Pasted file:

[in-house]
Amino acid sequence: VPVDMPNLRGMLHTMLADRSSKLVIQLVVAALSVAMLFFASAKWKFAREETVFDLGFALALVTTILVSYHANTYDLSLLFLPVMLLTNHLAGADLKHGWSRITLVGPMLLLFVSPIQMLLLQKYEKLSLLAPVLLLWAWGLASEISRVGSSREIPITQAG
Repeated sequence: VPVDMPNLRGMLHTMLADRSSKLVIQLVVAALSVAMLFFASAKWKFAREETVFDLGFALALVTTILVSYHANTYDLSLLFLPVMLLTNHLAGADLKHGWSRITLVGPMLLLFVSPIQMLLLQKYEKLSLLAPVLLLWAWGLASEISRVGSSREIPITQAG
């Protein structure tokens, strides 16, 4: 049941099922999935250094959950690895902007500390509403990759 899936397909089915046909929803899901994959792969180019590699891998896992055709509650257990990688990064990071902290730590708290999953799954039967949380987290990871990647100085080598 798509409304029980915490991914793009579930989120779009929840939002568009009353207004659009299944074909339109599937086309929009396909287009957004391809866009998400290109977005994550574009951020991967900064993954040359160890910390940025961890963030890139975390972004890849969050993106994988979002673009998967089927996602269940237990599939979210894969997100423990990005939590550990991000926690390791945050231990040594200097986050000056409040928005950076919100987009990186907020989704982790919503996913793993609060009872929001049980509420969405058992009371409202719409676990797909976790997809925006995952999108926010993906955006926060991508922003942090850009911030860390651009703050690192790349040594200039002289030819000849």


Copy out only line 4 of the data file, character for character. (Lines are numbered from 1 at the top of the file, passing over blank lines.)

């Protein structure tokens, strides 16, 4: 049941099922999935250094959950690895902007500390509403990759 899936397909089915046909929803899901994959792969180019590699891998896992055709509650257990990688990064990071902290730590708290999953799954039967949380987290990871990647100085080598 798509409304029980915490991914793009579930989120779009929840939002568009009353207004659009299944074909339109599937086309929009396909287009957004391809866009998400290109977005994550574009951020991967900064993954040359160890910390940025961890963030890139975390972004890849969050993106994988979002673009998967089927996602269940237990599939979210894969997100423990990005939590550990991000926690390791945050231990040594200097986050000056409040928005950076919100987009990186907020989704982790919503996913793993609060009872929001049980509420969405058992009371409202719409676990797909976790997809925006995952999108926010993906955006926060991508922003942090850009911030860390651009703050690192790349040594200039002289030819000849």